Yin v. AguiarAnnotate this Case
The Supreme Court vacated the judgment of the intermediate court of appeals (ICA) affirming the order of the circuit court granting summary judgment in favor of Defendant and dismissing Plaintiff's complaint alleging that Defendant's cattle trespassed onto his property causing damage to his sweet potato crop, holding that the legislature intended to hold owners of livestock liable for the damage caused by the trespass of their animals on cultivated land whether the land is properly fenced or not.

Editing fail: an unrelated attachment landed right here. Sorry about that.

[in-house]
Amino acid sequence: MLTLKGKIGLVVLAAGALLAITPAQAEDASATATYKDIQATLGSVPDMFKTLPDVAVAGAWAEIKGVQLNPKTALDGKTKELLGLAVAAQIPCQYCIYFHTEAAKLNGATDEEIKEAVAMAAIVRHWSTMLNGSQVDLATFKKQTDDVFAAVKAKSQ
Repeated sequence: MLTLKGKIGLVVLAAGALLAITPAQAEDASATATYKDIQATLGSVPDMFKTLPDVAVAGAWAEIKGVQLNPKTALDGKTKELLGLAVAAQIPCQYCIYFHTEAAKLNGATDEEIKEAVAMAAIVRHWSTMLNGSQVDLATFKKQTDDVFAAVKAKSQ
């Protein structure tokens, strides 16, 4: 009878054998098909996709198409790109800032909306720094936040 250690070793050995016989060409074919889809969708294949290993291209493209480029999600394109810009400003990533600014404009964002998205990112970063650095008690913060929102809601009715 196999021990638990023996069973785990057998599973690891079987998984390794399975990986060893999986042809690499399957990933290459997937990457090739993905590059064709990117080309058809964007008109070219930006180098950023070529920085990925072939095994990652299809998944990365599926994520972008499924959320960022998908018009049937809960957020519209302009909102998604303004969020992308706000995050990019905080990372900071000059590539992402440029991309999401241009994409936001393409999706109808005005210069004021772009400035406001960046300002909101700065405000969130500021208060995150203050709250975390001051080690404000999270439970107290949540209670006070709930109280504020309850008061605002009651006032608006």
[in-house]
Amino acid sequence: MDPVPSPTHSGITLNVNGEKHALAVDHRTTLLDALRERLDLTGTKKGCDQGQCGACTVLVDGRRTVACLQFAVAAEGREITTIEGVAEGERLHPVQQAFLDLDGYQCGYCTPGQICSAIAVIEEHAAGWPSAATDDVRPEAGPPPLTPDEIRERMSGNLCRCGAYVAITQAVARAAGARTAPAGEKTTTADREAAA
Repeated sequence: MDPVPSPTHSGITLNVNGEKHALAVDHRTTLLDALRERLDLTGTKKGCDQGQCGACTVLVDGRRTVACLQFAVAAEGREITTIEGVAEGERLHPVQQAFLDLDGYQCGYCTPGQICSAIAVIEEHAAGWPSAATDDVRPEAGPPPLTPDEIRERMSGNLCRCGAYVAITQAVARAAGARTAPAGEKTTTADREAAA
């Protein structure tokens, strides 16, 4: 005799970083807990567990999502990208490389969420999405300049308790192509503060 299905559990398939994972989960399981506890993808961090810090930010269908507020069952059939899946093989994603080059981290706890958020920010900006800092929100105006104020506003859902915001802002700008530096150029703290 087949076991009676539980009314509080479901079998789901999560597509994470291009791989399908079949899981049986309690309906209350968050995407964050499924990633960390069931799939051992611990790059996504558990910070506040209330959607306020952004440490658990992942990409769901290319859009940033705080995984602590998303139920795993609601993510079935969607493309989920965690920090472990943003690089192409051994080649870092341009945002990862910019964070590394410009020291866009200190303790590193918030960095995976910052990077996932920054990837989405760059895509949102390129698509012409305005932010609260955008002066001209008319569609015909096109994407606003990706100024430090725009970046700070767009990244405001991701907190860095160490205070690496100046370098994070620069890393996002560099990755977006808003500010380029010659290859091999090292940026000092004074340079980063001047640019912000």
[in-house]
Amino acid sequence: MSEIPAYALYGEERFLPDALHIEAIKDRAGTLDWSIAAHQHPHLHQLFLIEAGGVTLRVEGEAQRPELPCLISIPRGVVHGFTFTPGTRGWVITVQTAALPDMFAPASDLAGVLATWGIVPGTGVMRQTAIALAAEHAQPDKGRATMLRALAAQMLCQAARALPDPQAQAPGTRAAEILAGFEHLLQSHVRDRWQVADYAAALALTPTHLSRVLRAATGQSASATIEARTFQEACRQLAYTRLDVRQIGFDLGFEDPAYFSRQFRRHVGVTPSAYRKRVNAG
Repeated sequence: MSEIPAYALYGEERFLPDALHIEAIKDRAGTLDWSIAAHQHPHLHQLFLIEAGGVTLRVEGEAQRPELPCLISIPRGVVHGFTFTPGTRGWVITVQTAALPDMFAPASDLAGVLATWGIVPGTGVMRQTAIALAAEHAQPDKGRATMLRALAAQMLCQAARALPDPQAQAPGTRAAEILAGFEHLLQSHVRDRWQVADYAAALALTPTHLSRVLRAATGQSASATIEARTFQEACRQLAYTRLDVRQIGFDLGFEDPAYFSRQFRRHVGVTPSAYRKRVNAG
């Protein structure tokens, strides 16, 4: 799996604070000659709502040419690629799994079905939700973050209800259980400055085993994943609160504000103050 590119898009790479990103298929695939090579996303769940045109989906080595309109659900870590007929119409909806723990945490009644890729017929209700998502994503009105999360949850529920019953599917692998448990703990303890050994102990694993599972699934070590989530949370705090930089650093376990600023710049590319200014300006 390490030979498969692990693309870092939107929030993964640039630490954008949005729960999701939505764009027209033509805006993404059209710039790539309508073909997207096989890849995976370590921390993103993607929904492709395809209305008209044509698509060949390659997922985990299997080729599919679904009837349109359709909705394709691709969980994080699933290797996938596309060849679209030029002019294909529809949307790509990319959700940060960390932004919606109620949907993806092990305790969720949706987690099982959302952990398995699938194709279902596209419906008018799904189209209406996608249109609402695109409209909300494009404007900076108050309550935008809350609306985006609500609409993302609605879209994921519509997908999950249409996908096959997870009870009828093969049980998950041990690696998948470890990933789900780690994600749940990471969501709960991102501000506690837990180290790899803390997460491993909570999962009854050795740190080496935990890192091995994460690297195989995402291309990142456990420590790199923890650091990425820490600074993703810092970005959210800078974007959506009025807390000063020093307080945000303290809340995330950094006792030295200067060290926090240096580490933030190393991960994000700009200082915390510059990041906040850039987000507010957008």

In granting summary judgment for Defendant, the circuit court concluded (1) Hawai'i's statutory law governing the trespass of livestock onto cultivated land did not apply to Plaintiff's property because the property was neither "properly fenced" nor "unfenced"; and (2) a provision in Plaintiff's lease making Plaintiff fully responsible for keeping cattle out of his cultivated land was not void against public policy. The ICA affirmed. The Supreme Court reversed, holding (1) livestock owners are liable for damages caused by their livestock trespassing onto cultivated land; and (2) the lease provision was contrary to statutory law and public policy and was thus invalid because it had the effect of absolving Defendant of liability for livestock damage to Plaintiff's cultivated land.